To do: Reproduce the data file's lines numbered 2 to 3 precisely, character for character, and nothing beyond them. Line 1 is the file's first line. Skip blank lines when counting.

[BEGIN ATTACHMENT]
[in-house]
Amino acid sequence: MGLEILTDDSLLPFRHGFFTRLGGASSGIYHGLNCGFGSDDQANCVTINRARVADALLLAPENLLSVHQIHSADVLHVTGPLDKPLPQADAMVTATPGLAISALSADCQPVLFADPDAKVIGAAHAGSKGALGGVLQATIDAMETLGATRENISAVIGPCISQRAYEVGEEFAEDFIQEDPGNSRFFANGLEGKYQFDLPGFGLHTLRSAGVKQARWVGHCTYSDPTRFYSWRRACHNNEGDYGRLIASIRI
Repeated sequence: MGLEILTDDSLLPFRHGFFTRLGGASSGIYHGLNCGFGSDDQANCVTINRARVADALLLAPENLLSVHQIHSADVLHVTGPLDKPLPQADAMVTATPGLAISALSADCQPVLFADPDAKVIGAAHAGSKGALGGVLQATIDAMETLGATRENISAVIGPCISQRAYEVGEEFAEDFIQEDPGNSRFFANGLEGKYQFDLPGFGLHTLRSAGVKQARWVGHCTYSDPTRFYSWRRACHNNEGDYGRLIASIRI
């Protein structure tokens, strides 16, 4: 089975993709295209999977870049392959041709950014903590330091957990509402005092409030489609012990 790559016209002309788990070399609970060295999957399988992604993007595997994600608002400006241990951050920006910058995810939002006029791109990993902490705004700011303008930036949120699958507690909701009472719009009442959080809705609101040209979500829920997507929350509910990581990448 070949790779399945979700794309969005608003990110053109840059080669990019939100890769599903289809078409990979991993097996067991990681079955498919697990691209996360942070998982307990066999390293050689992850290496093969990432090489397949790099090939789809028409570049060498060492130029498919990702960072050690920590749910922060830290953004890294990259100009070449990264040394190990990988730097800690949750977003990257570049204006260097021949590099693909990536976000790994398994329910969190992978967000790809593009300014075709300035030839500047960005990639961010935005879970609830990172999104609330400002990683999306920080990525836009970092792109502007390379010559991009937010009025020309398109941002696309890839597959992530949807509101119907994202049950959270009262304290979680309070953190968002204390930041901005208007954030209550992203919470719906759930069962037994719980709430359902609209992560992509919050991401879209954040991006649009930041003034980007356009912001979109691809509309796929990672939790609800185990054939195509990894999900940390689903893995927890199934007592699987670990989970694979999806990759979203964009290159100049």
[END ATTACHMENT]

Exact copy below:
Amino acid sequence: MGLEILTDDSLLPFRHGFFTRLGGASSGIYHGLNCGFGSDDQANCVTINRARVADALLLAPENLLSVHQIHSADVLHVTGPLDKPLPQADAMVTATPGLAISALSADCQPVLFADPDAKVIGAAHAGSKGALGGVLQATIDAMETLGATRENISAVIGPCISQRAYEVGEEFAEDFIQEDPGNSRFFANGLEGKYQFDLPGFGLHTLRSAGVKQARWVGHCTYSDPTRFYSWRRACHNNEGDYGRLIASIRI
Repeated sequence: MGLEILTDDSLLPFRHGFFTRLGGASSGIYHGLNCGFGSDDQANCVTINRARVADALLLAPENLLSVHQIHSADVLHVTGPLDKPLPQADAMVTATPGLAISALSADCQPVLFADPDAKVIGAAHAGSKGALGGVLQATIDAMETLGATRENISAVIGPCISQRAYEVGEEFAEDFIQEDPGNSRFFANGLEGKYQFDLPGFGLHTLRSAGVKQARWVGHCTYSDPTRFYSWRRACHNNEGDYGRLIASIRI